When you are an unknown writer, trying to find a foothold in publishing, you lap up any kind of feedback. Most of that comes from your immediate circle of your friends and family, or perhaps the slightly wider circle of your work colleagues or distant acquaintances who have been kind enough to buy your book. I have to say, by and large, most people have been very charitable in the sort of feedback they’ve given me. Amongst the criticisms I have encountered (all true by the way) was the fact that I used language and references that were not immediately transparent to the reader. For instance, how many non Indians would know what Rooh Afza is? How many outside of Delhi would know where Khan Market is? Some of my readers had to google certain terms or words. So, maybe, the next book should have a glossary of terms? Maybe. Or maybe not.

I remember reading a book where half the page contained the story, the other half explanations of the words contained in the story. I found that terribly distracting. So, perhaps, I’ll just carry on being a pretentious (and rather lazy) writer and hope that the context will explain the content.

The second more valid criticism that came my way was that there was no central theme binding my stories together. Yes, the location is India. The stories are all quite dark. There are a few deaths and other horrific stuff, but aside of all that-  what is the leitmotif of the tales?

Admittedly, I hadn’t thought this one out. Remember, this was my taster book. The one I published before I published THE ONE. Rather like the first fling before your proper boyfriend. Except that this fling’s taken on a life of it’s own.

I digress.

I wasn’t really thinking themes when I put this book together. For me, it was more of a journey. A journey to India through my characters, and their distinct personalities and situations. So, when this was pointed out to me I made a mental note that my next book would definitely contain a thread that runs through all the stories. (Yes, it is another book of short stories, and yes, I am working on it right now).

Back to my colleague then.

What was this observation of his that had me chortling? He simply said, “You do rather have an obsession with sweat, don’t you? All your characters sweat, and you describe it in such vivid detail.”

There you go. Theme found and nailed. Sweat is the central theme of my book. Never let it be said that my debut collection had no cohesive or unifying idea. All my characters sweat, whether gently or vigorously, whether literally or metaphorically.

So, if you like sweaty stories, look for Parvathy’s Well & other stories on Amazon worldwide. Any other incisive observations you might have post reading will be welcomed with relish!



My 14 year old has introduced me to K pop. For those not in the know, that is Korean pop. More specifically to a group called BTS, a bunch of androgynous pop stars that jump around singing incomprehensible lyrics and looking girlishly cute despite being young men in their 20’s. She and her 17 year old sister have already picked out their crushes. How they can tell them apart is a mystery to me. All I see is a blur of neon colours, toothy smiles, hyperactive bodies and mops of hair.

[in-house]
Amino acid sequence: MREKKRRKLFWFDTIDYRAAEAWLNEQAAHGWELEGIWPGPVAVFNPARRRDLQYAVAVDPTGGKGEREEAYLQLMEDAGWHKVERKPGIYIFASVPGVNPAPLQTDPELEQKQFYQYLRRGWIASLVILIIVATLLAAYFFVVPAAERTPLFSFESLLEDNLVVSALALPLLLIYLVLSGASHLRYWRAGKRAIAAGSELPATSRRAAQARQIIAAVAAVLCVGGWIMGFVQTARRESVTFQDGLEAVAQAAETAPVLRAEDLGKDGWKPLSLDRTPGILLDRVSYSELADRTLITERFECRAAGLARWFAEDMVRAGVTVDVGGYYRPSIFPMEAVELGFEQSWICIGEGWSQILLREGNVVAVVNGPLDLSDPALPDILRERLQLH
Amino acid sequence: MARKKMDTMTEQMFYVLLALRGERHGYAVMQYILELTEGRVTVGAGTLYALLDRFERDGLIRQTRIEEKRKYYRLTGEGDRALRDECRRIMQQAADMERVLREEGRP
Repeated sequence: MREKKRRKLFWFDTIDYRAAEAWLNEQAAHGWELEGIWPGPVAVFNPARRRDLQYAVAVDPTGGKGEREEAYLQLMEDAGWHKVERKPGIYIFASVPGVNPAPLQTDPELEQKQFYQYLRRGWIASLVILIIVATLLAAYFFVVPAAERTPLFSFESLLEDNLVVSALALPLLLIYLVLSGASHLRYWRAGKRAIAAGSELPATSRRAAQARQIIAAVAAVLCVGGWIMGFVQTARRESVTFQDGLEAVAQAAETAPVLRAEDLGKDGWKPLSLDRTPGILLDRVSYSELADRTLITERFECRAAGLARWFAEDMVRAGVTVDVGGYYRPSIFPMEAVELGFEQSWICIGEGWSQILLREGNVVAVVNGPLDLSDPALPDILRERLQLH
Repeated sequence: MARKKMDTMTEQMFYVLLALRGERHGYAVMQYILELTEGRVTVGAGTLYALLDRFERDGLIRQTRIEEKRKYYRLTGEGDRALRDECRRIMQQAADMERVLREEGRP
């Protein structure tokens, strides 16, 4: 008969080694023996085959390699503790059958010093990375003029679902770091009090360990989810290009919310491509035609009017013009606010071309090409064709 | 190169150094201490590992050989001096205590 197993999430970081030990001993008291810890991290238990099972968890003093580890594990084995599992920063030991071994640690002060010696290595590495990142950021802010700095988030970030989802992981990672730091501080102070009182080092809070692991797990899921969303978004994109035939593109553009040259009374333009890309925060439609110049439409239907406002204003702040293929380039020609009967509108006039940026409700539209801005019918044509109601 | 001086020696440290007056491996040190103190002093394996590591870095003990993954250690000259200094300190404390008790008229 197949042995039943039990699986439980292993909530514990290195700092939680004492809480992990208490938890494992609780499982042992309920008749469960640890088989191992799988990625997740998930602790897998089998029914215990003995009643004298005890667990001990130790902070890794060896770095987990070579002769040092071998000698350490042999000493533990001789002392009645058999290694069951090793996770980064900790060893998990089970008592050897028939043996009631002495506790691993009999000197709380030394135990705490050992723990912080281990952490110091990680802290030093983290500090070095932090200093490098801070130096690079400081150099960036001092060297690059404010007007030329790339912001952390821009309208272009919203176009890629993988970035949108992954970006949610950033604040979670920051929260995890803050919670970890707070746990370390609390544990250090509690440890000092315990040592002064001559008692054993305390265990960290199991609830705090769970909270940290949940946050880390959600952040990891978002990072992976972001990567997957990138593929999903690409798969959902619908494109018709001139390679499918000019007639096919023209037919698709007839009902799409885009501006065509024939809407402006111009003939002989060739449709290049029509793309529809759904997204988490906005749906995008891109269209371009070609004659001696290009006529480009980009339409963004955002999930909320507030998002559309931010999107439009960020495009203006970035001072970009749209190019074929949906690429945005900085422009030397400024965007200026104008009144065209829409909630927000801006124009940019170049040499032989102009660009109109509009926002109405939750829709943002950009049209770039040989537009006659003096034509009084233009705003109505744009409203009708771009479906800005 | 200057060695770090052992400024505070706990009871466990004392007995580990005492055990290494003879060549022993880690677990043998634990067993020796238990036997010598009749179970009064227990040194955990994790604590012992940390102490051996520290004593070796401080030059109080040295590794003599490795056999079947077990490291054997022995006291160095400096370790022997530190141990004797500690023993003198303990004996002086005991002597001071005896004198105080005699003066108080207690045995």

I guess I should feel fortunate that my girls have no problem sharing their various crushes with me. Whether these are remote celebrities or boys they like at school, they insist on inflicting these videos or pointing them out at Parents’ evenings. I try my best to look interested in the former, and not look like a pervy Cougar at the latter. I stay non committal most times, knowing full well that the shelf life of these crushes is 6 months to a year, tops.

My own teenage crushes, which were very many, started with a black and white film that was made in the 50’s. I guess my hormones had just started their teenage dance when I saw this movie and promptly fell in love with the hero, who at the time of my watching this film must have been in his dotage. I would make up time travel scenarios in which I would travel back to his time and he would sweep me off my feet singing a melodious number, and we’d skip into a (black and white) sunset. That lasted all of a month.

Oddly, the next crush was as result of this very hero. When a senior boy at school stood behind me singing a song from this actor’s movie and looking pointedly at me, the transference of affection was a natural consequence. The song, roughly translated went, “Give me your heart, give me your heart, give me your heart honey (dil deke dekho, dil deke dekho, dil deke dekhoji)”. Subtle it was not, effective very much so.

I nursed this  school crush a lot longer. It never came to more than looking at each other in assembly, or deliberately hanging out in the same place at lunch times. He was too scared to make the first move, and I was too shy. One day he found a proper girl friend, and I a slightly bruised heart.